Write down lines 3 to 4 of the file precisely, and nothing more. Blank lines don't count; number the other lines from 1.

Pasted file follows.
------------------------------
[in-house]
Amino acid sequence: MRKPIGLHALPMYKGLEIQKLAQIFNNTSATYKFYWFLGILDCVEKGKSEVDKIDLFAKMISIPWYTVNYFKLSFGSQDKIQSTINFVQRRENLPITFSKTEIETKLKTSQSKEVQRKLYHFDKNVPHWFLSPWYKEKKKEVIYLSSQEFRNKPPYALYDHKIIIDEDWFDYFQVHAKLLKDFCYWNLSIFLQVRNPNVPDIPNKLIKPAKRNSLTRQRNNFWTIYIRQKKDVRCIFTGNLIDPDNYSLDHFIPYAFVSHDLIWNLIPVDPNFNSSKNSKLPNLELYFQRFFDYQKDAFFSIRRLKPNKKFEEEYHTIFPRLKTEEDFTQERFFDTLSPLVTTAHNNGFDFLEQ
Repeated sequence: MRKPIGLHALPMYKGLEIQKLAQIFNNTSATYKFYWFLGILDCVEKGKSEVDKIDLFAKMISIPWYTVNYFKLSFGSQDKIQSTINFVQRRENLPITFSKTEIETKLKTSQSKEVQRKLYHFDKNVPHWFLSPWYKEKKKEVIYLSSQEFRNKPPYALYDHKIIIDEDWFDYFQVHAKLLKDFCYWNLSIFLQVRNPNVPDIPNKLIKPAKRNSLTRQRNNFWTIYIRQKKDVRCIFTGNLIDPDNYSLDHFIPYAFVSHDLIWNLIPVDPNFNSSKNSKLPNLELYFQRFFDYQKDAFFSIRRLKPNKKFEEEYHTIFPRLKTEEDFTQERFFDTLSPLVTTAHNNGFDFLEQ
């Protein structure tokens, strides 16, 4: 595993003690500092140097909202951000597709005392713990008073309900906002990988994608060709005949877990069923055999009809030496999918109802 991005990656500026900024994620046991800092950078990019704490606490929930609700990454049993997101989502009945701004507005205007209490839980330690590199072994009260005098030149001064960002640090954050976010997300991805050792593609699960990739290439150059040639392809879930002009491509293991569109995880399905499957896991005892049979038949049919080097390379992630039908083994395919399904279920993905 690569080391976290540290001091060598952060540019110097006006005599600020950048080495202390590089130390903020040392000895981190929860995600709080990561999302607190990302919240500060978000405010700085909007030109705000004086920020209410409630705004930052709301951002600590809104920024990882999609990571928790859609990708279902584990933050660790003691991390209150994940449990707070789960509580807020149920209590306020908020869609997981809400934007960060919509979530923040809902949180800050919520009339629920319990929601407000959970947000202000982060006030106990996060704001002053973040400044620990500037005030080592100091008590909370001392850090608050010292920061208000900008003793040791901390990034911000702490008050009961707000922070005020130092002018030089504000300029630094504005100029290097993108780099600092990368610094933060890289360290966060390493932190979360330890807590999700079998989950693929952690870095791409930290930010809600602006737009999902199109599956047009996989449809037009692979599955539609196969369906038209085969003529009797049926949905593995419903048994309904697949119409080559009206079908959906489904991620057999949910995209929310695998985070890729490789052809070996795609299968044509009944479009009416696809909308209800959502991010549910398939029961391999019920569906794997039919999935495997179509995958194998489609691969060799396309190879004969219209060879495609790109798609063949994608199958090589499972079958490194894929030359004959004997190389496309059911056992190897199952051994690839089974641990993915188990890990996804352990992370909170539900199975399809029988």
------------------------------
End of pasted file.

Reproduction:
Repeated sequence: MRKPIGLHALPMYKGLEIQKLAQIFNNTSATYKFYWFLGILDCVEKGKSEVDKIDLFAKMISIPWYTVNYFKLSFGSQDKIQSTINFVQRRENLPITFSKTEIETKLKTSQSKEVQRKLYHFDKNVPHWFLSPWYKEKKKEVIYLSSQEFRNKPPYALYDHKIIIDEDWFDYFQVHAKLLKDFCYWNLSIFLQVRNPNVPDIPNKLIKPAKRNSLTRQRNNFWTIYIRQKKDVRCIFTGNLIDPDNYSLDHFIPYAFVSHDLIWNLIPVDPNFNSSKNSKLPNLELYFQRFFDYQKDAFFSIRRLKPNKKFEEEYHTIFPRLKTEEDFTQERFFDTLSPLVTTAHNNGFDFLEQ
């Protein structure tokens, strides 16, 4: 595993003690500092140097909202951000597709005392713990008073309900906002990988994608060709005949877990069923055999009809030496999918109802 991005990656500026900024994620046991800092950078990019704490606490929930609700990454049993997101989502009945701004507005205007209490839980330690590199072994009260005098030149001064960002640090954050976010997300991805050792593609699960990739290439150059040639392809879930002009491509293991569109995880399905499957896991005892049979038949049919080097390379992630039908083994395919399904279920993905 690569080391976290540290001091060598952060540019110097006006005599600020950048080495202390590089130390903020040392000895981190929860995600709080990561999302607190990302919240500060978000405010700085909007030109705000004086920020209410409630705004930052709301951002600590809104920024990882999609990571928790859609990708279902584990933050660790003691991390209150994940449990707070789960509580807020149920209590306020908020869609997981809400934007960060919509979530923040809902949180800050919520009339629920319990929601407000959970947000202000982060006030106990996060704001002053973040400044620990500037005030080592100091008590909370001392850090608050010292920061208000900008003793040791901390990034911000702490008050009961707000922070005020130092002018030089504000300029630094504005100029290097993108780099600092990368610094933060890289360290966060390493932190979360330890807590999700079998989950693929952690870095791409930290930010809600602006737009999902199109599956047009996989449809037009692979599955539609196969369906038209085969003529009797049926949905593995419903048994309904697949119409080559009206079908959906489904991620057999949910995209929310695998985070890729490789052809070996795609299968044509009944479009009416696809909308209800959502991010549910398939029961391999019920569906794997039919999935495997179509995958194998489609691969060799396309190879004969219209060879495609790109798609063949994608199958090589499972079958490194894929030359004959004997190389496309059911056992190897199952051994690839089974641990993915188990890990996804352990992370909170539900199975399809029988």